Ian (lovingboth) wrote,

Let there be light

I am normally a fan of IKEA stuff. So when we decided that we'd had enough of the light at the top of the stairs - a three armed thing that we didn't like with some fault leading to two of the three bulbs not going on, even though they work elsewhere - it seemed sensible to have a look there when JA and I were going past anyway earlier this month.

And we found something. It's an upside-down coloured glass bowl surrounded by chandelier pendants. I'd link to it, except that when we tried to find it later on the IKEA website, it was only in the remaindered section of four stores, none of which were Nottingham, and all at different prices, all of which were higher than the £4.50 we paid... There was a choice of pink or green for the bowl until JA spotted that there was also a box with a purple one. Much better.

Yesterday, there's a chance to put it up in daylight as L is around for a while during the day. OK - after switching off the whole lighting circuit with that light in it - how does the existing one come down? For most of the ceiling lights in the place, it's obvious - a small screw holds the 'bit on the ceiling' high on the 'down shaft'. Loosen the screw, and the top bit slides down, exposing what's there. Not this one. OK, if you rotate the three arms at the bottom of the down shaft, they begin to part... does rotating the down shaft in the top bit work? Yes, it eventually does.

Eventually, some old wiring is exposed. It's simpler than the usual ceiling rose - just three wires (live, neutral and earth) going into standard terminal blocks connecting to the wires in the light. At some point, the wires to the light are snipped, which made it much easier (no need to support the old light!) Right, the IKEA one needs a hook, and the old one won't do because wrong size / location. So L goes back to work, and I walk into Newark to get a hook. Ah, it needs to be the right size - as well as needing to be able to support about 1.5kg it needs to be at least Xmm (or it won't reach the loop it needs to go through) and no more than Ymm (or there will be a big gap between the top bit and ceiling) - and I'm not entirely sure of X and Y.

X turns out to be 35 and Y is about 40. Back into Newark... nearly all of the hooks at the three places that do them are the too long, too small, or too feeble. Fortunately, Poundsaver have some that look just right. Back home... hmm, they don't go into the wood in the ceiling, do they? The ice pick* that I use as a bradawl couldn't penetrate it either. Fortunately, the hook does fit nicely into one of the two holes the previous one used. OK, it will mean the whole thing will be off centre, leaving a small visible hole, but it is clearly strong enough to hold the weight.

Right, the electrical connection. For some reason, rather than use an absolutely standard terminal block using screws, there's some plastic box. You stick the wires in, press and release a switch-like thing, and the wires stay in! Erm, no they don't.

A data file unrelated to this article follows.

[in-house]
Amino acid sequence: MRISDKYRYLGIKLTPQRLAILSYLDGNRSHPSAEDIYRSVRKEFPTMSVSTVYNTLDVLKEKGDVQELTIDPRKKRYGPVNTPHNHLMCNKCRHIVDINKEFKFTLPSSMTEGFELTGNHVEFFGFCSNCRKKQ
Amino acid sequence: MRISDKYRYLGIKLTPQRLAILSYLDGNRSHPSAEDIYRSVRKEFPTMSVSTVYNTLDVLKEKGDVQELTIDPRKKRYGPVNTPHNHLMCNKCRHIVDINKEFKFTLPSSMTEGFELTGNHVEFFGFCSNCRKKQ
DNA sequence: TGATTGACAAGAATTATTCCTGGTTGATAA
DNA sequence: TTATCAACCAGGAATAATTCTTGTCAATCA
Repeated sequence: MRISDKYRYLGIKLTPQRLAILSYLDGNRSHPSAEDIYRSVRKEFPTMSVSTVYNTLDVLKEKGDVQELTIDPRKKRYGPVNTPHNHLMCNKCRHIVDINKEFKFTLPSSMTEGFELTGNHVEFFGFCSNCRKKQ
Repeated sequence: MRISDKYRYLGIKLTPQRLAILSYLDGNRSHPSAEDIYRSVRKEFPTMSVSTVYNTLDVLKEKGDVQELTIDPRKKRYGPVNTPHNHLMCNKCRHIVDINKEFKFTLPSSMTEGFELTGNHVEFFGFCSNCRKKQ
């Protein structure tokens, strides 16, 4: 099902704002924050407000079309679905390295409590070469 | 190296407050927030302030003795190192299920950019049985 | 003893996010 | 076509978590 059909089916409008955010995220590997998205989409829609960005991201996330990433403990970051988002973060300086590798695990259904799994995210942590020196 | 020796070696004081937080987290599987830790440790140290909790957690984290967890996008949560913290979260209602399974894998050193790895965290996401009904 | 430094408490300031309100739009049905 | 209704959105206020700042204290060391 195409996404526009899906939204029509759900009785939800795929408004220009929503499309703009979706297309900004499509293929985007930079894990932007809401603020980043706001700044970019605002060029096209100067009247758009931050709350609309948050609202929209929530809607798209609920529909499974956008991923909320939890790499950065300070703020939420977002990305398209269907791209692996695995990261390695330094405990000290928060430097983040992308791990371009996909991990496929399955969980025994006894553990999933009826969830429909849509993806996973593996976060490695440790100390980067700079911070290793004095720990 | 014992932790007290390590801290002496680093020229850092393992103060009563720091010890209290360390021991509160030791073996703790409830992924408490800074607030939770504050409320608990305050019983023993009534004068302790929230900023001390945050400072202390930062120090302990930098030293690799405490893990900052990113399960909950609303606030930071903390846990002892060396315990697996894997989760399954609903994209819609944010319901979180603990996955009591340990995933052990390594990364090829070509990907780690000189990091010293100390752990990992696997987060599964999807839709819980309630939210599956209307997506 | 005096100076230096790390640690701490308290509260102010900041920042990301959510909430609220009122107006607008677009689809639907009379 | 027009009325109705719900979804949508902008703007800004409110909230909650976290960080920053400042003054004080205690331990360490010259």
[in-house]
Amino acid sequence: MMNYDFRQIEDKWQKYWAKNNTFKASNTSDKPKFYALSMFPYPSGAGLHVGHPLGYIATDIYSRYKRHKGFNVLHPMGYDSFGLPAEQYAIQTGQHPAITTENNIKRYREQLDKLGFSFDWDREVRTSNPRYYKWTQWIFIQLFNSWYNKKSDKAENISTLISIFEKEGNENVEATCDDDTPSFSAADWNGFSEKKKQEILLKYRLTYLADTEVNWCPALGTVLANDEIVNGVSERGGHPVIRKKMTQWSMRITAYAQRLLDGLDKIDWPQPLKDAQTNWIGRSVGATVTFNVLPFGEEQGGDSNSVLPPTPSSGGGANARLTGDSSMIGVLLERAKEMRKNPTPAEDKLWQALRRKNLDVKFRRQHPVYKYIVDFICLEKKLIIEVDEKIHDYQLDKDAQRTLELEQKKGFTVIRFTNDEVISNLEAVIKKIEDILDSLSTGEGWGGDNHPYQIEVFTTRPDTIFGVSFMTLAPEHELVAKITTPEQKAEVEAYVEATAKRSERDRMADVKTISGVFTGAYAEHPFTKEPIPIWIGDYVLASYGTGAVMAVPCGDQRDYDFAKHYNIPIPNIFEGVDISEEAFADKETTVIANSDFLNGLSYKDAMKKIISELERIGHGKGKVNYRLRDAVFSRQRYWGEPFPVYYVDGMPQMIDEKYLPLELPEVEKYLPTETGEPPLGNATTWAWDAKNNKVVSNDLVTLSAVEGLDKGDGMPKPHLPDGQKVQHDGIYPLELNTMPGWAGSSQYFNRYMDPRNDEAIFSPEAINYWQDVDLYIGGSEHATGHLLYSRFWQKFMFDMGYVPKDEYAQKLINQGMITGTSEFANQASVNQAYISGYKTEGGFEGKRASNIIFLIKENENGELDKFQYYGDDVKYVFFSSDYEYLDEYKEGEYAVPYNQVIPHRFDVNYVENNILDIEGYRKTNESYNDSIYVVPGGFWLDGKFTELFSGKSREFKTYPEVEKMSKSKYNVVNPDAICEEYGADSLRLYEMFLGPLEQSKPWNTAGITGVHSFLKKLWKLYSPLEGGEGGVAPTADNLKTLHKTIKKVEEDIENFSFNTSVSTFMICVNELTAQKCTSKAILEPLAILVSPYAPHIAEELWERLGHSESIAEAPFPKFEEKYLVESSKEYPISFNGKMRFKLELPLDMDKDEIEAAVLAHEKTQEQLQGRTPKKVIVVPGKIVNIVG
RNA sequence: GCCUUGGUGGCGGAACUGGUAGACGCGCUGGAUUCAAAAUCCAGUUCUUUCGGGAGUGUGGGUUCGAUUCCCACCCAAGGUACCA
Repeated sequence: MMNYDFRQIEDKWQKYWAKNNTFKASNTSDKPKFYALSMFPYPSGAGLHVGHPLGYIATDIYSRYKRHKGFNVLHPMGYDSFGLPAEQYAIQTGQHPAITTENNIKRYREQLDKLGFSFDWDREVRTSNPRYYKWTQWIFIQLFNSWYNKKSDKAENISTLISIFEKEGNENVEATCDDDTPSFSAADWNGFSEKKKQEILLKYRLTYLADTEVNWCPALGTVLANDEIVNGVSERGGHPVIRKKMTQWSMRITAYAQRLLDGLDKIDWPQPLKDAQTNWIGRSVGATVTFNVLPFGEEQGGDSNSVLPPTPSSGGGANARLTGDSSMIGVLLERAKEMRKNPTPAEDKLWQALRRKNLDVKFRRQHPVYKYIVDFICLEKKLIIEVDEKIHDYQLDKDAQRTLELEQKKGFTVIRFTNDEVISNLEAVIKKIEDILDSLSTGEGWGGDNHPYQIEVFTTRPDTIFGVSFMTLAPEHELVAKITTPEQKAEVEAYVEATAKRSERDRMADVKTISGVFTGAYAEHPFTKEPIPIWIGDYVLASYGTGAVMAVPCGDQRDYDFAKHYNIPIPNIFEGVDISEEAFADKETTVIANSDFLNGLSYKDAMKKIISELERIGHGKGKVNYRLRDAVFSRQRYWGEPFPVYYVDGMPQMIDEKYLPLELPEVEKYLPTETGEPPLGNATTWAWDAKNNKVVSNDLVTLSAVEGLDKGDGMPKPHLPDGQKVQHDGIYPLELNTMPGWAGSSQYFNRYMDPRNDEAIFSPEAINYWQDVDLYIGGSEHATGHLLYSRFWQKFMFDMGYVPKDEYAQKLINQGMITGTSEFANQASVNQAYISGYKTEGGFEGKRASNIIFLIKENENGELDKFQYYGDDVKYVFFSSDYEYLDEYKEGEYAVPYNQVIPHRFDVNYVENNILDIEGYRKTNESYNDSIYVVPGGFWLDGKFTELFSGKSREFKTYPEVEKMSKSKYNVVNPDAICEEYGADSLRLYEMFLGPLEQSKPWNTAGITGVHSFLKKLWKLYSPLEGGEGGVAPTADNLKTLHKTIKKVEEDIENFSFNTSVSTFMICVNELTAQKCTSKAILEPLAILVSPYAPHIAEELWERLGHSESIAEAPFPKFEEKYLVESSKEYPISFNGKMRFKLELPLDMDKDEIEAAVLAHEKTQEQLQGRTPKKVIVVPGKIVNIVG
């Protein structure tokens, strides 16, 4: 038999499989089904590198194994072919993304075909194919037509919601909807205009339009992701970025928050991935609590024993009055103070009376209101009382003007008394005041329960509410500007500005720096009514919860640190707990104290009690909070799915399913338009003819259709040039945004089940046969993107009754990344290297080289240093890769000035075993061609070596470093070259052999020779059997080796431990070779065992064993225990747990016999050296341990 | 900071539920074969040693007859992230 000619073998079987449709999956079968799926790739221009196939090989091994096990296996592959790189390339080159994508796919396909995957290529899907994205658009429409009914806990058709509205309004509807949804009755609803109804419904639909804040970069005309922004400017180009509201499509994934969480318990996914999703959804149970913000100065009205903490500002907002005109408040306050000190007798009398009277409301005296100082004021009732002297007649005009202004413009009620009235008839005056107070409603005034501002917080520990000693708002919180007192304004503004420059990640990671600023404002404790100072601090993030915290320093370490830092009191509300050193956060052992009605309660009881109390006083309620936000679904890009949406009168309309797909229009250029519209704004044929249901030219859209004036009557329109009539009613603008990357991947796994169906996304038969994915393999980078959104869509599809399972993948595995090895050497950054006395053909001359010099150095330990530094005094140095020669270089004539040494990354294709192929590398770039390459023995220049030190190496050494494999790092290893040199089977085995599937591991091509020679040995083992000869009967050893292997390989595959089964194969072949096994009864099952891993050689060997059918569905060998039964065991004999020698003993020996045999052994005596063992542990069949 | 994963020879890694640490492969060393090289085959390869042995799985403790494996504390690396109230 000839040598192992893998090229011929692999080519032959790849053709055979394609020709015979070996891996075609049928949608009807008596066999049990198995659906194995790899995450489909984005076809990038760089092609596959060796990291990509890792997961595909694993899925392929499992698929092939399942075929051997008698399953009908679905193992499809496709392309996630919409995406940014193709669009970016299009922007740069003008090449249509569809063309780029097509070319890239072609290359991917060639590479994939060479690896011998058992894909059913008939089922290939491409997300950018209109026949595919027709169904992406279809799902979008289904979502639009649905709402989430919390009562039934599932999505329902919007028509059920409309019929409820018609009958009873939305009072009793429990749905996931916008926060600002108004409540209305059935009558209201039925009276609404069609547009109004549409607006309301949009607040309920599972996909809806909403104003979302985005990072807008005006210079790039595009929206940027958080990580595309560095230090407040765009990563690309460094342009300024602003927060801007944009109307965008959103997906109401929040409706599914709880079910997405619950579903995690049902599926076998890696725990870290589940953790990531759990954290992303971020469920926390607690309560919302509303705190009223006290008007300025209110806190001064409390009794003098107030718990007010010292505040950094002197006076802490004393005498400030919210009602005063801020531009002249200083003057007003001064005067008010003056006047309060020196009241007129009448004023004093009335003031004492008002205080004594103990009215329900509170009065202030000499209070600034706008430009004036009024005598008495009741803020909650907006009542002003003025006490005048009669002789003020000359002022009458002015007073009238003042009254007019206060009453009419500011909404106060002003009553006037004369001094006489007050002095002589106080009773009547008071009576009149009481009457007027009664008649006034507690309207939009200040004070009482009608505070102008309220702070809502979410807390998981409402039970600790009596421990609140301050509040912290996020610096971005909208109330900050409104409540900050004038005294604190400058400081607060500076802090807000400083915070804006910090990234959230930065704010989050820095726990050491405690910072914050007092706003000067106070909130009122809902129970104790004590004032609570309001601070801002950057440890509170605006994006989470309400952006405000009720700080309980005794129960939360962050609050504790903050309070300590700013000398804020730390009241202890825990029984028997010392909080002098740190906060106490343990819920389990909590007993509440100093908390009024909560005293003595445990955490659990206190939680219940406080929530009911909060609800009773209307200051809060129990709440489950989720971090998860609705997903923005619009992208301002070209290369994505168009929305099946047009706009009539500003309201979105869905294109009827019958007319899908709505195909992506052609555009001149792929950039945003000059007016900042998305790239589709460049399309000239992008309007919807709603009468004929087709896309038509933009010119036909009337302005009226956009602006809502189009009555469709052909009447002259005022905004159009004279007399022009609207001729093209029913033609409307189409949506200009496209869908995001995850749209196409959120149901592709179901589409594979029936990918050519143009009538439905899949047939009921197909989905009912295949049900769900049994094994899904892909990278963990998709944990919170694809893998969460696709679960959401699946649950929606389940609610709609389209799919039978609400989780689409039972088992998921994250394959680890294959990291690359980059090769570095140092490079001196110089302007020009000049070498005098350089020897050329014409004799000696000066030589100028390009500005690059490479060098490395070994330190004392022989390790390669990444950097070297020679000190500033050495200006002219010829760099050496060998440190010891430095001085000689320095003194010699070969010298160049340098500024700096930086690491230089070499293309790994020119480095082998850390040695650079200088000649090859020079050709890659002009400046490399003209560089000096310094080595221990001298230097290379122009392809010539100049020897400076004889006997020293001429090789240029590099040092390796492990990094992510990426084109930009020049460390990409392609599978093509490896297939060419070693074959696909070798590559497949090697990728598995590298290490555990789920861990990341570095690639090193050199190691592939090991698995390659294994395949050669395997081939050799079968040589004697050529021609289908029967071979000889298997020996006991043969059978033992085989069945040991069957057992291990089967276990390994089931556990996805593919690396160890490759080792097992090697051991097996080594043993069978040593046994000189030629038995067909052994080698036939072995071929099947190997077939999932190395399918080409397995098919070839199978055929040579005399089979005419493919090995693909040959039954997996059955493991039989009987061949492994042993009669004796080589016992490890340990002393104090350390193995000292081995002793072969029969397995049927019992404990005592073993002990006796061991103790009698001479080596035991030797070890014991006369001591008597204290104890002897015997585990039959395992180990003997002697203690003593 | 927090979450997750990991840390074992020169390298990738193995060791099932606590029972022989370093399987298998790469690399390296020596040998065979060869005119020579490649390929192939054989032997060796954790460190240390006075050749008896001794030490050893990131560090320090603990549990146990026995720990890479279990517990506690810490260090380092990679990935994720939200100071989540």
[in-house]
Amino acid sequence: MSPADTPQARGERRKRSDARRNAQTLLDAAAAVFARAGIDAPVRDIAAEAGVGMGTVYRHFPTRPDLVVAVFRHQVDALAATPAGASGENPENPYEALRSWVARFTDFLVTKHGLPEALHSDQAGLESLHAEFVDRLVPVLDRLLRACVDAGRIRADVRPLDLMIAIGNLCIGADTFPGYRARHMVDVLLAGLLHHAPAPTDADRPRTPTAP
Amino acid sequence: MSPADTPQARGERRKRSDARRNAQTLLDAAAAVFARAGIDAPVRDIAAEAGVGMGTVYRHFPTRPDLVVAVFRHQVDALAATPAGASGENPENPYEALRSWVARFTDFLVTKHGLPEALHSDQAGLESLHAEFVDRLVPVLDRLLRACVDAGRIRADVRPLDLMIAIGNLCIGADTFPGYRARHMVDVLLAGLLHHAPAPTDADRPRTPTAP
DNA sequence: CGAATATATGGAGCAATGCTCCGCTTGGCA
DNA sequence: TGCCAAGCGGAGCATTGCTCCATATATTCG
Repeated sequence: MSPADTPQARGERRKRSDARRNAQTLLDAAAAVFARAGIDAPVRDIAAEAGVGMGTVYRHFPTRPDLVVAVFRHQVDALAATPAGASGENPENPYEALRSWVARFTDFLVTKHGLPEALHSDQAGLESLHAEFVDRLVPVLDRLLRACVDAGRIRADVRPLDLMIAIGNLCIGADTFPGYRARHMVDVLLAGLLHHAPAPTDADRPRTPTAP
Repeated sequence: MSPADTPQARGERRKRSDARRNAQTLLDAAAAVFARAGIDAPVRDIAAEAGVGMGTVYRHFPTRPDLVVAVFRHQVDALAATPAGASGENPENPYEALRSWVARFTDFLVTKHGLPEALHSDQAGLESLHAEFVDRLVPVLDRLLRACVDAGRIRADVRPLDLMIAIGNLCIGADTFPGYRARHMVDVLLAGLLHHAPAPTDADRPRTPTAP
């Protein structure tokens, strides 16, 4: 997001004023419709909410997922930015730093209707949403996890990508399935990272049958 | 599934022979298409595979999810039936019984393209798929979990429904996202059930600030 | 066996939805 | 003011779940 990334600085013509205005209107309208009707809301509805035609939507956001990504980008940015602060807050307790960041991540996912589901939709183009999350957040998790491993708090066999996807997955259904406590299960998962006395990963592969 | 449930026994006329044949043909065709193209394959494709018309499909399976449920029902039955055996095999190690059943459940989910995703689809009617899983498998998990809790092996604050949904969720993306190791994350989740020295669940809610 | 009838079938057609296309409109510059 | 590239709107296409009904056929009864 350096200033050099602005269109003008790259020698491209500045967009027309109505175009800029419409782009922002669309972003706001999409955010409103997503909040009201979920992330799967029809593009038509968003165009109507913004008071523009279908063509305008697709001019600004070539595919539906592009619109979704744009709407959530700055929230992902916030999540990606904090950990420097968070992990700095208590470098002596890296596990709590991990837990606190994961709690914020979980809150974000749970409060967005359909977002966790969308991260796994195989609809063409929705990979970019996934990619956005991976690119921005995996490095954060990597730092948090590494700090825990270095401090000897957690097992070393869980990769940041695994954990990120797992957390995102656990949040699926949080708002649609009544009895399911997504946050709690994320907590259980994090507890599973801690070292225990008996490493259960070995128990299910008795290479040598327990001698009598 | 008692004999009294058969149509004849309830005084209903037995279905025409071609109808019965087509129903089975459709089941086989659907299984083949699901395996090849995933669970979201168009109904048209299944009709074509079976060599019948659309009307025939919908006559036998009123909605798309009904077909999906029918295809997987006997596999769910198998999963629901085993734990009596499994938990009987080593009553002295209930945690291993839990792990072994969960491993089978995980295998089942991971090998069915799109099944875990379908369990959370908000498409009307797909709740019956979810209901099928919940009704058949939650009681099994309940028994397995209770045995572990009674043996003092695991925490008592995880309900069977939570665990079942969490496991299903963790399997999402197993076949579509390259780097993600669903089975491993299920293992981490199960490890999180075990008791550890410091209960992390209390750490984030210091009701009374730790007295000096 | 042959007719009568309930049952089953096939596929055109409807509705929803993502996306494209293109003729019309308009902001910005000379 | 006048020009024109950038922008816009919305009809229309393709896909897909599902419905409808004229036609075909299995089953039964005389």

OK, this is getting annoying, so take the thing off the hook, and have some new wires going from the terminal blocks in the ceiling to the plastic box - it's much easier to work on this on a desk rather than three metres in the air. Some new wires are created from a bit of flex and.. that sodding plastic box still doesn't work properly. The IKEA-done wires to the light fitting itself are solidly in, but no matter how many times I try, the new wires won't stay in if given even the lightest of pulls.

So I end up cutting the wires to the light, trimming the covering off and sticking them in a.. ah, they're the same colour and not labelled in any way. Fortunately, it's still possible to see that the plastic box does say which is which and the curve in that flex means it's not too hard to say which one is which because of which hole they must have gone in. Right, stick them in a standard terminal block, put the new wires in the other side, rehang the light and put the other end of the new wires in the old terminal block to connect up to the lighting circuit. Cover with the bit at the top.

And, once the circuit is switched back on, it works! It looks nice too. Yay, but I would still like to know WTF IKEA chose to use that stupid plastic box rather than a standard terminal block. It may have saved on four screws, but I would be amazed if it hasn't lead to lots of returns because that one at least simply didn't work. Oddly, I can't find anything about it on the interwebs...

* Not an ice axe, but a long pointy bit of metal you can hit to break up ice. As used in Basic Instinct.

This entry was originally posted at http://lovingboth.dreamwidth.org/509630.html, because despite having a permanent account, I have had enough of LJ's current owners trying to be evil. Please comment there using OpenID - comment count unavailable have and if you have an LJ account, you can use it for your OpenID account. Or just join Dreamwidth! It only took a couple of minutes to copy all my entries here to there.

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